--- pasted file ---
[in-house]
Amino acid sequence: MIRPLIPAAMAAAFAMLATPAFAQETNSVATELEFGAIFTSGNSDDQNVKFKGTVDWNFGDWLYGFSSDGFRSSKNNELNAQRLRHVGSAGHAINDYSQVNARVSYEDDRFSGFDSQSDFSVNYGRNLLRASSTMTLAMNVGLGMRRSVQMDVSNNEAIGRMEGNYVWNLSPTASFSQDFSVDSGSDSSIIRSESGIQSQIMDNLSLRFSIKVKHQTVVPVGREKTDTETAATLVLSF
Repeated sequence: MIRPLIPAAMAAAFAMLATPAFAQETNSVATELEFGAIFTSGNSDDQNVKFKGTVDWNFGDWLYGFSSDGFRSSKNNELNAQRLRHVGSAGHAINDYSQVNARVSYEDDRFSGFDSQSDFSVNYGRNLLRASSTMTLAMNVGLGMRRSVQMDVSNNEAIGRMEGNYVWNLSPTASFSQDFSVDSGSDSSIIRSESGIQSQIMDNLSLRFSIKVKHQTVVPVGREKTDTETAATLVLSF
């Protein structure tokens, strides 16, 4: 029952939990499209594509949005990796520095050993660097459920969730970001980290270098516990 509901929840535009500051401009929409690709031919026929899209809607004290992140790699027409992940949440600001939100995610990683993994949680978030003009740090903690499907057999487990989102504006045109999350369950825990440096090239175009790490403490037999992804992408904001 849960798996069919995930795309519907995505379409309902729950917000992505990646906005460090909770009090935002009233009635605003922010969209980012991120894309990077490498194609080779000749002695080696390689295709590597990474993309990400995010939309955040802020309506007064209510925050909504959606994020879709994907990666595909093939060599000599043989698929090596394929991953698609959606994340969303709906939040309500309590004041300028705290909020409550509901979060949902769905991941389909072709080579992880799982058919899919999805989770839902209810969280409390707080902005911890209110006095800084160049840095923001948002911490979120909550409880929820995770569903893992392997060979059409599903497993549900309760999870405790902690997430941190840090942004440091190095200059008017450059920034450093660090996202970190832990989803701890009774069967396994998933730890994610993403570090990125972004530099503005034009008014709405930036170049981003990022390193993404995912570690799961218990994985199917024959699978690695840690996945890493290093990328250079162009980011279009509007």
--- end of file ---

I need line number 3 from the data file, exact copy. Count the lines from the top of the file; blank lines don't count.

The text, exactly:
Repeated sequence: MIRPLIPAAMAAAFAMLATPAFAQETNSVATELEFGAIFTSGNSDDQNVKFKGTVDWNFGDWLYGFSSDGFRSSKNNELNAQRLRHVGSAGHAINDYSQVNARVSYEDDRFSGFDSQSDFSVNYGRNLLRASSTMTLAMNVGLGMRRSVQMDVSNNEAIGRMEGNYVWNLSPTASFSQDFSVDSGSDSSIIRSESGIQSQIMDNLSLRFSIKVKHQTVVPVGREKTDTETAATLVLSF